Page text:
Human brain activity is constantly changing and diverse and lack of sufficient metadata can make results difficult to interpret.
Anyone who has recorded and analyzed human EEG data for anything longer than one minute will know that our brain activity is an ever changing landscape moving in and out of different states and patterns. ‘Statistically significant’ differences in the same features of the EEG turn up between a large number conditions and groupings. ERP amplitude will change in response to a myriad of cognitive tasks, and activity in the alpha or beta bands on the power spectrum will change in response to various tasks of attention, memory or even consumption of common stimulants like tea, coffee and alcohol. Differences in these same features can correlate to measured personality characteristics or mood states or age. And there is quite some difference between people (see the Myth of the Average Brain). Conversely, baseline differences arising from mood, stimulant consumption, personality and other aspects can also quite easily mask effects of tasks, particularly in small datasets. This poses an enormous problem for how to interpret ‘statistically significant’ results on any single dimension, or for that matter, the lack of one.
Are the higher effects in alpha activity during a task a consequence of inadvertently selecting a certain personality type as subjects for the experiments? Did a reported increase in alpha activity on an attention task fail to show up consistently across because some of the subjects had had a lot of caffeine or too little? Or perhaps the differences between age groups were on account of differences in lifestyle habits rather than aging and the younger bunch had come in to the experiment with way less sleep or had simply played too much nintendo?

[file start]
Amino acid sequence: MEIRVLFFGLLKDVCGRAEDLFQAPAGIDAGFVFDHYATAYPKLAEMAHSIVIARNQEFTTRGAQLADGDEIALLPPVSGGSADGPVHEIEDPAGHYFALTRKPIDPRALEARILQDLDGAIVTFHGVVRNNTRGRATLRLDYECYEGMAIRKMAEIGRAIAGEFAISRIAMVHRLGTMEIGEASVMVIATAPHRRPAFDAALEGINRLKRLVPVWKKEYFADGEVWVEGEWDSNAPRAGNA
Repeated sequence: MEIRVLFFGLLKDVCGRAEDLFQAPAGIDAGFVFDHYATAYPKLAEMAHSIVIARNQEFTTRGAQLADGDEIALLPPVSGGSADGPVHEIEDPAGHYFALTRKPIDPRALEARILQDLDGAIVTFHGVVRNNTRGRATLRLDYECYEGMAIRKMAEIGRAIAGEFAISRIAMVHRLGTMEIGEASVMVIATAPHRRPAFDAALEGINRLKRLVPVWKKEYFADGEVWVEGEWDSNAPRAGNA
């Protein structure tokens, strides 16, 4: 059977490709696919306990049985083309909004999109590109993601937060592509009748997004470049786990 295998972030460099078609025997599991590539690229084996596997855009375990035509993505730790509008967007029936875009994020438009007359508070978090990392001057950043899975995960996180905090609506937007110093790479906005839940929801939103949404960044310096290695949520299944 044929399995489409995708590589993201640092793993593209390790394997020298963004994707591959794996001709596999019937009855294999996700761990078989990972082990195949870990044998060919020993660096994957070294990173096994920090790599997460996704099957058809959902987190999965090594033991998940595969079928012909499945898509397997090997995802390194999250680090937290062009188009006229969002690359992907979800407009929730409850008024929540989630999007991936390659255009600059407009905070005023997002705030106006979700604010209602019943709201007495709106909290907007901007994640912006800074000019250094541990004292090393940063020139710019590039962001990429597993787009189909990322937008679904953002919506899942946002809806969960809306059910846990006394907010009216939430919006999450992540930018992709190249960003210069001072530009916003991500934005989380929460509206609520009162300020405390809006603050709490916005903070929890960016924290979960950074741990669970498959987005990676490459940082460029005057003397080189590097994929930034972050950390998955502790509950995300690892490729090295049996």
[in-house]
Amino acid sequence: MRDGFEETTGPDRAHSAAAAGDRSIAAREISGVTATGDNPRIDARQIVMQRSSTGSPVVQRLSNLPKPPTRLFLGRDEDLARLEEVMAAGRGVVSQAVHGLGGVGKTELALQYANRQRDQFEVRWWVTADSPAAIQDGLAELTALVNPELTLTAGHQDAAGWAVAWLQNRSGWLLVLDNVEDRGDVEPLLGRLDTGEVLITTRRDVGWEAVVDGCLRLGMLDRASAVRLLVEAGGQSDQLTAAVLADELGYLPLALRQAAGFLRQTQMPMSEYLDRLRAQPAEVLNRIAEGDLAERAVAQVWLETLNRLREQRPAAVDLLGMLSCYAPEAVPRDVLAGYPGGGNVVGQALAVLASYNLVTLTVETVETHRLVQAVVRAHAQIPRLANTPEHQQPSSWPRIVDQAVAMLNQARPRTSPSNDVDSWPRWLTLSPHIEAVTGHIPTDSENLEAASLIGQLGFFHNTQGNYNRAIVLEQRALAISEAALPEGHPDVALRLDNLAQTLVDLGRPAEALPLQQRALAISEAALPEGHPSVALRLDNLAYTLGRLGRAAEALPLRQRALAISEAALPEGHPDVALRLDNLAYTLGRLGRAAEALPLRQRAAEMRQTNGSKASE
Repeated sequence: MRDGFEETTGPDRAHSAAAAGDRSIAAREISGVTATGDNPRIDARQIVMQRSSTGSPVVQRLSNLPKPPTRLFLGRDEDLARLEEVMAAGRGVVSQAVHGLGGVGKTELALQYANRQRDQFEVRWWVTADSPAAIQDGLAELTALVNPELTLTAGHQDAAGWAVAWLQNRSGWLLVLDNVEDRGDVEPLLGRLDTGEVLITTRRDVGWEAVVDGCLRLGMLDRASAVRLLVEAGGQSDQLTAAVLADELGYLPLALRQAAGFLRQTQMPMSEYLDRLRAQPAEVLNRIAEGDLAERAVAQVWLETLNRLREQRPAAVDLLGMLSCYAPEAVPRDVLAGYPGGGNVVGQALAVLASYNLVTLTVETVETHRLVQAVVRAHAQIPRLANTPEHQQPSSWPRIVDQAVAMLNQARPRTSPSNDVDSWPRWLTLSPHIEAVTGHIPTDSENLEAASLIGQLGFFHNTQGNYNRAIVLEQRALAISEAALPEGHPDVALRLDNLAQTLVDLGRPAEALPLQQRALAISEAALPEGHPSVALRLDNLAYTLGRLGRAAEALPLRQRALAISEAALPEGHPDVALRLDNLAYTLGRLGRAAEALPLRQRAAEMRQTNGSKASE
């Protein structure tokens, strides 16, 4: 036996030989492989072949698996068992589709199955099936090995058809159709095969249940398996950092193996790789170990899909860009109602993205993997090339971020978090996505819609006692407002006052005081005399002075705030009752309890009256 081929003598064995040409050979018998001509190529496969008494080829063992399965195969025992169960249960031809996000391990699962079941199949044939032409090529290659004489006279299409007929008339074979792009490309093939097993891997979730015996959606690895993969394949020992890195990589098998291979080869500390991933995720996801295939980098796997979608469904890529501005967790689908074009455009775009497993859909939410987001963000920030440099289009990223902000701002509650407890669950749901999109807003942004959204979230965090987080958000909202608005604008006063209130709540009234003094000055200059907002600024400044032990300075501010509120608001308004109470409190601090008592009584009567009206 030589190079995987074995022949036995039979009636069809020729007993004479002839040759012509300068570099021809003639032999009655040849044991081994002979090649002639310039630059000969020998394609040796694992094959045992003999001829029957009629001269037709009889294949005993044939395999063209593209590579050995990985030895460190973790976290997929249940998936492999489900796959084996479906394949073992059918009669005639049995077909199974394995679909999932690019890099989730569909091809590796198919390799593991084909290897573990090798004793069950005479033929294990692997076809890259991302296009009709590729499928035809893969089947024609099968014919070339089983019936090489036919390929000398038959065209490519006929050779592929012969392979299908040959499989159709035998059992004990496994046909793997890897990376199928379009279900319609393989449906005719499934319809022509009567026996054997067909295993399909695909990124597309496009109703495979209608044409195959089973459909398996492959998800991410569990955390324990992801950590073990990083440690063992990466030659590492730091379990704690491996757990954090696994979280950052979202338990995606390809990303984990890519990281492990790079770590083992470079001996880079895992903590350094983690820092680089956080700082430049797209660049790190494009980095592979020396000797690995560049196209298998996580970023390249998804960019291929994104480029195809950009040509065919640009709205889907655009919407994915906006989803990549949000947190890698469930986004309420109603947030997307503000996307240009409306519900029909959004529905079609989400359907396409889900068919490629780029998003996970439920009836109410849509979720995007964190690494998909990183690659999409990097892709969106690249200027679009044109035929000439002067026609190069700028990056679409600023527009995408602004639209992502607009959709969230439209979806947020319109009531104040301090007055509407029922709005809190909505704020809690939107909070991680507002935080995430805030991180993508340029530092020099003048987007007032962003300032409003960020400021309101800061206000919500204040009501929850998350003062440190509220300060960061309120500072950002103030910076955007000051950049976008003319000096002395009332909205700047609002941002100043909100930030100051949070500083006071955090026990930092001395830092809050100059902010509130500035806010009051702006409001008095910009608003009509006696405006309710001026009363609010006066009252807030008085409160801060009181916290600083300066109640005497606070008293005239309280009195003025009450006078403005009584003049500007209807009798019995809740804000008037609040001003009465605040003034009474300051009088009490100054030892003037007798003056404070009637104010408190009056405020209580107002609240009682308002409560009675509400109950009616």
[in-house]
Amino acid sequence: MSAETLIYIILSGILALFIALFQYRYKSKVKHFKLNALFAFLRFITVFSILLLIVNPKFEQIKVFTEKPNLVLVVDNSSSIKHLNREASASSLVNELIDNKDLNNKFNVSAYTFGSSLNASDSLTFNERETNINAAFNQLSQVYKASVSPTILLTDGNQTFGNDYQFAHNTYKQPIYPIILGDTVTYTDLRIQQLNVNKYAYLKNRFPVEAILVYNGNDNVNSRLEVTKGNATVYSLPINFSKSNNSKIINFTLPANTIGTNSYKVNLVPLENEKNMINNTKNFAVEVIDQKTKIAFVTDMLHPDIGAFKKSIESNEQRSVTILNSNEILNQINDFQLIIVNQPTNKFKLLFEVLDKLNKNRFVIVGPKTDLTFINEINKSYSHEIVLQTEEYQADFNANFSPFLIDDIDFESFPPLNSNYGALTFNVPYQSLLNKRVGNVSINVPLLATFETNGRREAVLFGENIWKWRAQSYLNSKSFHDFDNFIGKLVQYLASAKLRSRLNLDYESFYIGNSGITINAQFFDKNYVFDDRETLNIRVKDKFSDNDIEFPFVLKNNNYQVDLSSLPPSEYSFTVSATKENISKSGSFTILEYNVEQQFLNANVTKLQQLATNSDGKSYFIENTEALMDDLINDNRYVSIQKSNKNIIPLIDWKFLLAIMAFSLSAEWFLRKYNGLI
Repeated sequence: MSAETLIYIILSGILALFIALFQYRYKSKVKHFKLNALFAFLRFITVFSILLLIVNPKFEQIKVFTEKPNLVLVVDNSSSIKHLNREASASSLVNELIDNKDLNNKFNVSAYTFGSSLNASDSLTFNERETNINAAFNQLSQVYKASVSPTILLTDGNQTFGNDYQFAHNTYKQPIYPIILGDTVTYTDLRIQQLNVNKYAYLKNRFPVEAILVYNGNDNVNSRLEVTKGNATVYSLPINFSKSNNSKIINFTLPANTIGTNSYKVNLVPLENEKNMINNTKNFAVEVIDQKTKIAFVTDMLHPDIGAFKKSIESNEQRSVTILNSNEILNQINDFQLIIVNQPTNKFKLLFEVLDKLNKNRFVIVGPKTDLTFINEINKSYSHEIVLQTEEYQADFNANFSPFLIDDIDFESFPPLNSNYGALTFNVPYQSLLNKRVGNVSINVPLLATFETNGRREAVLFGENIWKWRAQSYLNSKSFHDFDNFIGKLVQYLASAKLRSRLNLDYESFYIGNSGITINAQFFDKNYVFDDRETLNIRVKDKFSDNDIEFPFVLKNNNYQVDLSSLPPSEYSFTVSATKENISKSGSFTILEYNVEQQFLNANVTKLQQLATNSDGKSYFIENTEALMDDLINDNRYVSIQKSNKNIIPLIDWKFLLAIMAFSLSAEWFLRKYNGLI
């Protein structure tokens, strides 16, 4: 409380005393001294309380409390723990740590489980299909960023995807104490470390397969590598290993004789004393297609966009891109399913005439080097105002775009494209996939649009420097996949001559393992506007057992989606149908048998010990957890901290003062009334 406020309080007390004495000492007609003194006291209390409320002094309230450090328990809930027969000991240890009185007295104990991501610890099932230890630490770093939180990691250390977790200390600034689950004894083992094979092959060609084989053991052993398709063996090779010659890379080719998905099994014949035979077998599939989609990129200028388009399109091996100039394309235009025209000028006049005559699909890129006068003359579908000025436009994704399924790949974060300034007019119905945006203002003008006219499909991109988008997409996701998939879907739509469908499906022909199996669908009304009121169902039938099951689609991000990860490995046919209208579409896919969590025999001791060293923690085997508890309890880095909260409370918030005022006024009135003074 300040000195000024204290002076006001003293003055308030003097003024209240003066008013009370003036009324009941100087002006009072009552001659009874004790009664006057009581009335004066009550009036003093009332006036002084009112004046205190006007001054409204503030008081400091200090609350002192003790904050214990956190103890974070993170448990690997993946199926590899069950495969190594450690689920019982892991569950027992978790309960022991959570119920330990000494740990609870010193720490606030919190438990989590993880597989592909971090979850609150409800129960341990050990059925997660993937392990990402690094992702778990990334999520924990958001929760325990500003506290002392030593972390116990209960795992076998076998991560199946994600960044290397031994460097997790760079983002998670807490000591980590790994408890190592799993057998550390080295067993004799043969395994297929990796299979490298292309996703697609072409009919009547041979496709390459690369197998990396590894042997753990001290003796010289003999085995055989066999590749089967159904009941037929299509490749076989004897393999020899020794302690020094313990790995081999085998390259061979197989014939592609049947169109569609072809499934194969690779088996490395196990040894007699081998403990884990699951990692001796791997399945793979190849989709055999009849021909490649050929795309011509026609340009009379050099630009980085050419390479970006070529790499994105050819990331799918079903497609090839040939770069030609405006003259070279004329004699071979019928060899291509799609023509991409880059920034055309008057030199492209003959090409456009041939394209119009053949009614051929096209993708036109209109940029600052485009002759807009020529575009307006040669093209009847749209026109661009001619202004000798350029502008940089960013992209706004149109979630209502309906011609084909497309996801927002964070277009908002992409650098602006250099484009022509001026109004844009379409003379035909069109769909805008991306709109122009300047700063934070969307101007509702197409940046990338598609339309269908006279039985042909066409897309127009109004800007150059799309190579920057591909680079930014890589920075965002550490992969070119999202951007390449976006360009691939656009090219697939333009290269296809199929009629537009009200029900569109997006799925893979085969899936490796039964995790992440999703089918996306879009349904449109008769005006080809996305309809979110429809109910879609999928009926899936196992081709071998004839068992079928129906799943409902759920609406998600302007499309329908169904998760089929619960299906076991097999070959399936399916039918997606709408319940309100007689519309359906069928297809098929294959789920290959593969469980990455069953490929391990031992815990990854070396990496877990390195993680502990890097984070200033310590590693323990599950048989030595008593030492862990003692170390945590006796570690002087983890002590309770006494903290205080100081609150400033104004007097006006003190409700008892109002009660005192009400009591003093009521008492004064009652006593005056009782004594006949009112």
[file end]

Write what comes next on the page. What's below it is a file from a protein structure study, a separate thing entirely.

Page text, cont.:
It is difficult to control for everything – there are simply too many variables – but as a field we can mitigate confounds in several ways and arrive at more meaningful and reliable results.
- Larger datasets
A vast majority of published EEG papers involve between 15 and 40 subjects. Often this arises from wanting to get a paper out as quickly as possible and recordings are concluded once a statistically significant result is reached. However, with smaller datasets the samples can be either too homogeneous (i.e. everyone recruited were your friends who are like you and your results may not be generalizable) or too different (you recruited from a general population and got a mix of people who were SO different from each other on every dimension and these differences will mask what you are looking for). (see Musing about Age with EEG as an example of getting to larger scale datasets)
Further, sample sizes at this scale are often not sufficient to tell you what the distribution across the population truly looks like. Therefore you may inadvertently make totally wrong assumptions about the distribution in your choice of statistical test. A small homogeneous sample may give you a sense that the distribution is normal (with just a couple outliers that you might simply remove) whereas sampling across a large scale may reveal a skewed or even long tailed distribution (see here for an example). If this were the case, using a t-test, as often done, would be entirely inappropriate and misleading.